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Wilbur On The Adam Jones Show: NHL Awards A Painful Reminder Of Bruins Playoff Underachivement

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(L-R) Patrice Bergeron, Zdeno Chara, and Tuukka Rask of the Boston Bruins pose for a portrait during the 2014 NHL Awards on June 24, 2014. (Photo by Harry How/Getty Images)

(L-R) Patrice Bergeron, Zdeno Chara, and Tuukka Rask of the Boston Bruins pose for a portrait during the 2014 NHL Awards on June 24, 2014. (Photo by Harry How/Getty Images)

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BOSTON (CBS) – Boston fans were begrudgingly forced to watch the final two rounds of the NHL Playoffs without their beloved Bruins, a team that finished the regular season with the league’s highest point total and best record.

At Tuesday night’s NHL Awards, the Bruins were the team to take home the most coveted trophies. Goaltender Tuukka Rask won his first Vezina Trophy, awarded annually to the league’s best regular season goalie. Rask was also named first team All-NHL.

Forward Patrice Bergeron captured his second Selke Trophy, which is “given to the forward who best excels in the defensive aspects of the game.” The 28-year-old also won the 2013-14 NHL Foundation Player Award and the NHL 15 cover vote, beating out rival P.K. Subban of the Montreal Canadiens.

Zdeno Chara finished second in the Norris voting, but was named first team All-NHL alongside teammate Tuukka Rask.

Defenseman Torey Krug was also honored as a first team All-Rookie selection.

Best regular season record and all that talent — plus the recognition and numerous accolades given to the Bruins’ three best players — to come up short in the postseason must make Bruins fans crazier than Cuba Gooding Jr.

Eric Wilbur of Boston.com joined 98.5 The Sports Hub’s The Adam Jones Show Wednesday night to discuss this painful dynamic.

“It just felt weird. Tuukka and Patrice got those honors last night in Vegas and good for them. But when you look at the litany of where the Bruins placed in all these awards seen by their peers and other general managers, it just kind of reached a level of nauseous. You realize how good the Bruins were last season and they just couldn’t get over that hump of the Montreal Canadiens.”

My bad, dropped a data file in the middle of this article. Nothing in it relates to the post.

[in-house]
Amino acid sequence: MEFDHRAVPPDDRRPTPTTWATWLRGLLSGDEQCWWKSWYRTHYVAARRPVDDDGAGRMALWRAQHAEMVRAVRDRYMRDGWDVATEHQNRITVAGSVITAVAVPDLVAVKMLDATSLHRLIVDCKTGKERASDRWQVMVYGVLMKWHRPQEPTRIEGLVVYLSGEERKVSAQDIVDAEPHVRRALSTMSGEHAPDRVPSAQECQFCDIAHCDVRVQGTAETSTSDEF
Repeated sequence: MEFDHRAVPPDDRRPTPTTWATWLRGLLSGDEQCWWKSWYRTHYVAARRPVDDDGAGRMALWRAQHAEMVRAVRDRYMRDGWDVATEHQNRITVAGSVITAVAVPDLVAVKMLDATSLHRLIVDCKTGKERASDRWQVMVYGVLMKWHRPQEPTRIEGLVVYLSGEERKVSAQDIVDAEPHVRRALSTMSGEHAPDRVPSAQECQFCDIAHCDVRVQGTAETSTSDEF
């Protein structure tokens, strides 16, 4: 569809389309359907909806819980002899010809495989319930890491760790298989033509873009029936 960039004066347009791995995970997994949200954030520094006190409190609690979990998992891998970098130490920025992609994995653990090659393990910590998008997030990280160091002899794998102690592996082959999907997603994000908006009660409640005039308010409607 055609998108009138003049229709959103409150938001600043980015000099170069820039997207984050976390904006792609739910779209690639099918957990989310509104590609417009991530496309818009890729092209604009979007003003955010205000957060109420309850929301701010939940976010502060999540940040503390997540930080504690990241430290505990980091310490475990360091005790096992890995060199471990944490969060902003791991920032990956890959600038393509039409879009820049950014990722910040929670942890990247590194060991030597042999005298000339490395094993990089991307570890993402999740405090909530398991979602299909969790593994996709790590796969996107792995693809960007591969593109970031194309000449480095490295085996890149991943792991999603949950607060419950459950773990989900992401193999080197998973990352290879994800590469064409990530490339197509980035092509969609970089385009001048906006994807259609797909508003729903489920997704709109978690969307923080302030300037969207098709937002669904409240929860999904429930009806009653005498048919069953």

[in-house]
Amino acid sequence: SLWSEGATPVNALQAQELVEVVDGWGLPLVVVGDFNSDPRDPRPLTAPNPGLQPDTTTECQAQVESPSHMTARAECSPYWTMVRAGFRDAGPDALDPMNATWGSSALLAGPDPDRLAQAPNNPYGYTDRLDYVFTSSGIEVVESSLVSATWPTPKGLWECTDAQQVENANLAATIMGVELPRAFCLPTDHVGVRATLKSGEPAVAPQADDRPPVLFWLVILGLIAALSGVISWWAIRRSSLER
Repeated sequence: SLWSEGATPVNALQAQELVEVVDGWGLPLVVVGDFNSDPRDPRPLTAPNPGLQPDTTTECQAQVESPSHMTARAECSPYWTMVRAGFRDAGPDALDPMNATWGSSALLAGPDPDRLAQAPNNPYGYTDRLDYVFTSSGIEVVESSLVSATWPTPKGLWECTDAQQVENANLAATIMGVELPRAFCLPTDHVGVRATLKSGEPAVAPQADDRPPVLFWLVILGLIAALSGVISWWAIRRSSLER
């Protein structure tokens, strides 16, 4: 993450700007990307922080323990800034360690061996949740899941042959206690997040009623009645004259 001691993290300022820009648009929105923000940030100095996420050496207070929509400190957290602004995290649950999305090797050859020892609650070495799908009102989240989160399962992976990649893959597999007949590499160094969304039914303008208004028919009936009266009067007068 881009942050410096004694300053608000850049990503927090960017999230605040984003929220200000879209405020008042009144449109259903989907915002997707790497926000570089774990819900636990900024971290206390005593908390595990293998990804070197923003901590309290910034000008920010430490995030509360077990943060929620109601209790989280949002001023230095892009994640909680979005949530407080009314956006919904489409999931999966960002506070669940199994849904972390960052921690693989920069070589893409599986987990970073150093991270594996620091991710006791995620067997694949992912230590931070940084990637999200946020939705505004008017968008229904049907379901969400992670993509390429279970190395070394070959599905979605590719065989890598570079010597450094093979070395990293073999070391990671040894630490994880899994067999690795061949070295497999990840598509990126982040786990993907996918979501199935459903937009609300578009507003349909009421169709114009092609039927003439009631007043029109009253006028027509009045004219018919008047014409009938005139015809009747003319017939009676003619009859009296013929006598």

Wilbur acknowledges that the Bruins top-to-bottom have one of the best rosters in the National Hockey League, but that doesn’t mean you can’t revamp your club this offseason.

“When you look at the team constituted it is one of the best in the NHL. No question. So I do think when you look at [the NHL Awards] it justifies Peter Chiarelli and Cam Neely wanting to keep this band together and make another run. But at what point does the band go stale and age themselves out of contention? I just think you have to stay fresh. You have to mix new blood in every now and then.”

Wilbur criticized the comments made by Peter Chiarelli earlier this week, in which the general manager said he’s planning on staying the course and making minor changes rather than any one big splash.

“I think the way Chiarelli is approaching free agency this summer he’s using the salary cap as an excuse rather than get creative and clear some room by making trades. When they won the Stanley Cup in 2011 they were aggressive. They went out and got Nathan Horton. They went out and got Dennis Seidenberg. They revamped their roster by getting the players they needed. I’m seeing a lot less of that from Chiarelli these days.

“It just seems like the Bruins are content with looking back with that they have and thinking it’s good enough. At some point clearly it’s not going to be,” Wilbur concluded.

Listen below for the full interview:

Eric Wilbur

The Adam Jones Show

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